This Fall, Ogden Contemporary Arts & The Shaw Gallery co-host an exhibition of twenty-four Latin American and Latinx contemporary artists whose work responds to relevant themes in relation to social and racial justice. The exhibited artists offer local, national and international perspectives through multiple disciplines including painting, sculpture, photography, installation, performance, digital art and more. Vida, Muerte, Justicia is a collaboration between Ogden Contemporary Arts, Weber State University’s Mary Elizabeth Dee Shaw Gallery, curator Jorge Rojas and co-curator María del Mar González-González. The exhibition opens on October 1st at OCA Center and the WSU Shaw Gallery Project Space during Ogden’s First Friday Art Stroll from 6-9 p.m. (5-9 p.m. at the Shaw Gallery Project Space Location). Corresponding curatorial talks and programming will be held at WSU over the course of the exhibition.
“Themes of life, death, and justice have been inextricably linked throughout history,” says Rojas, who is a Mexican artist, curator and educator based in Salt Lake City. “We’re looking at these concepts through the rich and complex lens of Latin American culture, which encompasses many countries, peoples and visual languages.”
Rojas and González-González, assistant professor of global modern and contemporary art history at WSU, intentionally selected artists in various stages of their careers whose work responds to a number of current issues and movements including immigration reform, racial justice, femicide, Black Lives Matter and much more. The exhibited artists identify nationally as Mexican, Colombian, ChileanPuerto Rican, and Dominican, among others. Important conversations surrounding ethnic and gender identity within this community are also addressed, as artists in the show also self-identify as Chicano, Nuyorican, or Latinx. This group includes multiple international and museum-level exhibiting artists such as Harry Gamboa Jr., Guillermo Galindo, Tania Candiani and others. Prominent Utah artists include Andrew Alba, Nancy Rivera, Horacio Rodriguez, and Roots Art Kollective, who will paint a mural inside The Monarch as part of the exhibition.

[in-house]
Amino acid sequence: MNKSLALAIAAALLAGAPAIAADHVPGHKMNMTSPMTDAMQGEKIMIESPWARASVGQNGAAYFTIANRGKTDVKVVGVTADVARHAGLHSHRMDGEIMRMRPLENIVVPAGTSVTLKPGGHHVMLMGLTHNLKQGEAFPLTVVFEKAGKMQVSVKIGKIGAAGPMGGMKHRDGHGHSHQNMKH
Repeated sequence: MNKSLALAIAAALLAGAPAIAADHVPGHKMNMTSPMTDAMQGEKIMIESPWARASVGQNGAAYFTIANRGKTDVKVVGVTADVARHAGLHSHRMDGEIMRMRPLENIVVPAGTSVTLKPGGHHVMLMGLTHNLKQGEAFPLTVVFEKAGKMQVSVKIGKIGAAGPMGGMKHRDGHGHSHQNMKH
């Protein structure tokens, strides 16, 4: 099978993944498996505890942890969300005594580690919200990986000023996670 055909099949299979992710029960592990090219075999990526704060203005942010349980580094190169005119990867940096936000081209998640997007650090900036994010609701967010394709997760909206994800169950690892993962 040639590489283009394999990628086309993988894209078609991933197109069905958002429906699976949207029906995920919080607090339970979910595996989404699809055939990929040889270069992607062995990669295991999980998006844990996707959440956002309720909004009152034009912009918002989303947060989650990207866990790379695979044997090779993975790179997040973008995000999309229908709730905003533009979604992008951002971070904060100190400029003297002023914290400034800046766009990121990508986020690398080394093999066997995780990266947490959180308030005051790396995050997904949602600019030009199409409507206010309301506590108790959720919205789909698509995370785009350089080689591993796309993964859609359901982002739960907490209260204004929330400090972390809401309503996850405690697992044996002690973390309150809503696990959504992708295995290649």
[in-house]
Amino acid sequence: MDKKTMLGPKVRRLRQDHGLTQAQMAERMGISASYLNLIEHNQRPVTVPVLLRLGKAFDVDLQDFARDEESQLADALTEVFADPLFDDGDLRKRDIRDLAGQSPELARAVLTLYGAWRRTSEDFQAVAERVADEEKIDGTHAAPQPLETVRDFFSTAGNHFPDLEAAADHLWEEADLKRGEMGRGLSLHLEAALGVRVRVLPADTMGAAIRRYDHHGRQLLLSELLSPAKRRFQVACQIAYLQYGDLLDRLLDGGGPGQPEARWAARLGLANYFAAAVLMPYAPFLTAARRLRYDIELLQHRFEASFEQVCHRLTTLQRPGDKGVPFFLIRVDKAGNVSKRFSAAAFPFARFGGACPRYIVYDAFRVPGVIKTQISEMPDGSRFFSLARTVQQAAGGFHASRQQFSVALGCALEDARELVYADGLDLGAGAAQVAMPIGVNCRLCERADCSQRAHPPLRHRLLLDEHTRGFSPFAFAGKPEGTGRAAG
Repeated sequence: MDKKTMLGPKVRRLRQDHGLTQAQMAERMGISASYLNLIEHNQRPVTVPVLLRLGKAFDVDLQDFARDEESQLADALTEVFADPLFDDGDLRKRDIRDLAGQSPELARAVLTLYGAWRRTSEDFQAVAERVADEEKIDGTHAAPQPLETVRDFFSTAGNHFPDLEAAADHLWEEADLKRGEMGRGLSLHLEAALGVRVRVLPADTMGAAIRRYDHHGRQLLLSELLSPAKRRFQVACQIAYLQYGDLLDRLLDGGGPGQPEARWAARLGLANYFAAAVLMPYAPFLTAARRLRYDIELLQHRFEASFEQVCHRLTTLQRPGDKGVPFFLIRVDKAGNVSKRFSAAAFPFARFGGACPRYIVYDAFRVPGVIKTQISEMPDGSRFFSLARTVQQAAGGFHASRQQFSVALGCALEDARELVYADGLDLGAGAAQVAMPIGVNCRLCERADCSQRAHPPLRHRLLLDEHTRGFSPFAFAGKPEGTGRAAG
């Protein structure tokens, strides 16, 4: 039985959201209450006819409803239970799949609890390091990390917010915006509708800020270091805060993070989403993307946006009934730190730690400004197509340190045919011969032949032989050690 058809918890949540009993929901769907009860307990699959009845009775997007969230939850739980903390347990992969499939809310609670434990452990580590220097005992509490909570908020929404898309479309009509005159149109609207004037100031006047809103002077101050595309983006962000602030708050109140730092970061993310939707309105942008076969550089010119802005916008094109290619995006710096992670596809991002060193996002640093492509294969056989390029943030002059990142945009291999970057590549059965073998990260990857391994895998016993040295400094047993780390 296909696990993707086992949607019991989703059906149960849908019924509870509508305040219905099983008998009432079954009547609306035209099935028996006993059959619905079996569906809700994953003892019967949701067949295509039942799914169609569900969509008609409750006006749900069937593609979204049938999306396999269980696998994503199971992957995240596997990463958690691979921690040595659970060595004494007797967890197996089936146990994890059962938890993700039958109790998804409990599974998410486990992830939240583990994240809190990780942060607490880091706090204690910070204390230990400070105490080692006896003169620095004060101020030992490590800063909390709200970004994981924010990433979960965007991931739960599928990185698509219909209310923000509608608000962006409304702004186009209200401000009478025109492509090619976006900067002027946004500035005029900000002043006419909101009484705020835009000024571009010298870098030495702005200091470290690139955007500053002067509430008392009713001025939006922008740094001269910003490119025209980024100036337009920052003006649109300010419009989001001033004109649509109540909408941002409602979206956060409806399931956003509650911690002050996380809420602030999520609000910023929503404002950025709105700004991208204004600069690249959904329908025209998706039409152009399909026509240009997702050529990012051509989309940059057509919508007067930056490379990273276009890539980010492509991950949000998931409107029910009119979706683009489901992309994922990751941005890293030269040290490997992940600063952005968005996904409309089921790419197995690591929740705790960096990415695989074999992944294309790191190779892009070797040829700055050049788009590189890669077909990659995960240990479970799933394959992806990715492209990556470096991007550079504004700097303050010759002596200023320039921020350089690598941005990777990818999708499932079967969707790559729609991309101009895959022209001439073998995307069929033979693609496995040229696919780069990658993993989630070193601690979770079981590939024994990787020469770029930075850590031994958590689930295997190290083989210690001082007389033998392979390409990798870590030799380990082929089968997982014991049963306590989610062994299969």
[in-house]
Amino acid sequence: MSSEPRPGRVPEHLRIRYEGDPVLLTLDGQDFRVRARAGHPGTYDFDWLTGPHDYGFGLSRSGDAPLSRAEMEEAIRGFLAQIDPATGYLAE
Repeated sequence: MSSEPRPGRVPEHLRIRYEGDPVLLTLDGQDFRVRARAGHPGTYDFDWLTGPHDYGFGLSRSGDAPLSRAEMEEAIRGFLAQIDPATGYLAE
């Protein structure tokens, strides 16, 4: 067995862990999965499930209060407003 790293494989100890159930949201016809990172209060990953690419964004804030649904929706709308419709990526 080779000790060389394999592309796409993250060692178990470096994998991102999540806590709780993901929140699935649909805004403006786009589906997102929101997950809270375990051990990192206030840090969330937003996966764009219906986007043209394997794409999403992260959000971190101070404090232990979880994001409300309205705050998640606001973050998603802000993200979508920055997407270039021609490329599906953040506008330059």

Latin American and Latino/Hispanic peoples make up the largest ethnic or racial minority in our country, as well as our local community, making this an especially significant exhibition for Utah and the art world at large. These artists have played a significant role in calling out social injustice on local, national and international levels, creating relevant work that inspires action and change.
“As we look back on one of the most difficult years in recent history due to COVID-19 and global political and social uprising, this exhibition invites audiences to reflect on many of the issues that have taken center stage, as well as the movements that have united us to work toward justice,” says Rojas and González-González. “…By exploring connections between life, death, and justice, these artists and this exhibition aim to raise awareness, educate, build community, and inspire action, while providing space for reflection, mourning, and collective healing.”
Vida, Muerte, Justicia extends from downtown Ogden to Weber State University, where Galindo and Candiani’s work will be exhibited at the WSU Shaw Gallery Project Space in the Kimball Visual Arts Building. Curatorial talks and performances will also be held at WSU with the visiting artists, providing opportunities for students and community members to engage on the important topics brought forth through this exhibition. This theme extends to partner events throughout the community; please see additional information below for a full schedule of events and programming related to the exhibition.